Title

The Experience and Meaning of Same-Sex Marriage: A Life-Course Perspective

Date of Award

August 2018

Degree Type

Dissertation

Degree Name

Doctor of Philosophy (PhD)

Department

Sociology

Advisor(s)

Andrew S. London

Subject Categories

Social and Behavioral Sciences

Abstract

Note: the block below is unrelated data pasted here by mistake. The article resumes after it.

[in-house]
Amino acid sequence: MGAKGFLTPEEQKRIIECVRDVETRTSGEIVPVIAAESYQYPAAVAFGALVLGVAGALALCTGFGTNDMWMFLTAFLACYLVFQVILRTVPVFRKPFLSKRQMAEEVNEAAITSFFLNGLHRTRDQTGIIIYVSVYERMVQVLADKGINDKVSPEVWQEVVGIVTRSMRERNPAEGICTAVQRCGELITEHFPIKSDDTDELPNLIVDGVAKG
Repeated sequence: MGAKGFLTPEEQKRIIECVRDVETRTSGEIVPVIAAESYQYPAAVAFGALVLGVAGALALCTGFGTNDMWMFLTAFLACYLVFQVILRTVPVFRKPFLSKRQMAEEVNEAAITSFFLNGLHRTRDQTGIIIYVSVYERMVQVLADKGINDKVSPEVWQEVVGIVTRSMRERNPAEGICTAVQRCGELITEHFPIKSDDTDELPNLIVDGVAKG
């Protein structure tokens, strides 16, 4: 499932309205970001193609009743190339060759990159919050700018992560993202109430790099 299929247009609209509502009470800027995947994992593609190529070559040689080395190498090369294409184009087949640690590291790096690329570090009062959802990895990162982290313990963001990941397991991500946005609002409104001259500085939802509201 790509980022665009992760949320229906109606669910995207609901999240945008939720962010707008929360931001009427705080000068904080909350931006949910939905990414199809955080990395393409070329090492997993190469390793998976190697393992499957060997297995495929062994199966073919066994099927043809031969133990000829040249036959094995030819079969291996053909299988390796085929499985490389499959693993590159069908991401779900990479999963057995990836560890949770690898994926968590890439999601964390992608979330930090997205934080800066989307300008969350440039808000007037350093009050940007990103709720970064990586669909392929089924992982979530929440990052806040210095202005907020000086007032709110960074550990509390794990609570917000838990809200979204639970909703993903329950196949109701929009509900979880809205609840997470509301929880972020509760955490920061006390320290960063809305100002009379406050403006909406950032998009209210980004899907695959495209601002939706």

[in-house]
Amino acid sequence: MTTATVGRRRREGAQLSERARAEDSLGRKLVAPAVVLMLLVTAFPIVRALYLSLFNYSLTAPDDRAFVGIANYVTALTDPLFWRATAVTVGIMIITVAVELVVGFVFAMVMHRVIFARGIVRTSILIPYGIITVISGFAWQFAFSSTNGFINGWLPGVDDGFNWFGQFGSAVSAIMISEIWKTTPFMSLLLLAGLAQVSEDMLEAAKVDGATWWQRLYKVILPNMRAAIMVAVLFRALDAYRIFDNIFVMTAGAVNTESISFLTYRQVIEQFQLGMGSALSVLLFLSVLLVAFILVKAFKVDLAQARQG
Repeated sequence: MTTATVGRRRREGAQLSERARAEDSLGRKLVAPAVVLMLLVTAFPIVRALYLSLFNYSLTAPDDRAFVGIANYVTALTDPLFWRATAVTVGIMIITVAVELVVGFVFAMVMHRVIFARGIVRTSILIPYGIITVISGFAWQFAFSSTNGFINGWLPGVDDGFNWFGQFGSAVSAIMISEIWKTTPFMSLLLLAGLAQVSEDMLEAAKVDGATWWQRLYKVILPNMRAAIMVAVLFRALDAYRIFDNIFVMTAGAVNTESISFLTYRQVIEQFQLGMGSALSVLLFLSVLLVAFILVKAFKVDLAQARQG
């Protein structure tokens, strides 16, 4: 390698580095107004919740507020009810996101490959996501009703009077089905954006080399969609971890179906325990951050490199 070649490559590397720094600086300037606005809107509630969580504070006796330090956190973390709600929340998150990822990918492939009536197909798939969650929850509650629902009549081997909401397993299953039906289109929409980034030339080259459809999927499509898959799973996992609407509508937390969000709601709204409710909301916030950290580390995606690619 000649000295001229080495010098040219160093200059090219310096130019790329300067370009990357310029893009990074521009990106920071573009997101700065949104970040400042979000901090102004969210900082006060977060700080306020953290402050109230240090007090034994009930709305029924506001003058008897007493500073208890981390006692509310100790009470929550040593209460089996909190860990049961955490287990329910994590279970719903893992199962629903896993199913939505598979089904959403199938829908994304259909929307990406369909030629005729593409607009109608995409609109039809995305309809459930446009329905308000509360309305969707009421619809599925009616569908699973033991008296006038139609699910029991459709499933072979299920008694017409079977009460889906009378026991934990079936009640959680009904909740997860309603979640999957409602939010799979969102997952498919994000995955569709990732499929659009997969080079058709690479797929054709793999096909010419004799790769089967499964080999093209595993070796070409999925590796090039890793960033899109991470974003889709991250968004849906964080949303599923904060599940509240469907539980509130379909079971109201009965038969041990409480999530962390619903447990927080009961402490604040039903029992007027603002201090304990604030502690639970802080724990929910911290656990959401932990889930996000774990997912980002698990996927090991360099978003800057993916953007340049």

Using a life-course perspective, this dissertation draws upon semi-structured interviews with a convenience sample of 34 gays and lesbians, 28 of whom are married and six of whom have ended a same-sex marriage by divorce, to explore the experience and meaning of same-sex marriage for the first cohort of those to enter legal marriage. In particular, it highlights two distinct life course trajectories that individual gays and lesbians take en route to marriage – the short and direct trajectory and the long and winding trajectory – and shows that each leads to unique experiences during the transition to marriage. In addition, this dissertation explores how gays and lesbians think about and approach their marital relationships. Drawing upon concepts of companionate and individualized marriage, it shows how married gays and lesbians use elements of both to make sense of their marriages. Finally, this dissertation offers an in-depth analysis of six divorce accounts and strikes a distinction between relationship- and self-focused accounts, each of which reveals a unique orientation to marriage. Overall, this dissertation offers novel contributions to the sociological literature on families, especially the literature on the benefits of marriage, the ongoing individualization of marriage, and the nascent literature on same-sex marriage.

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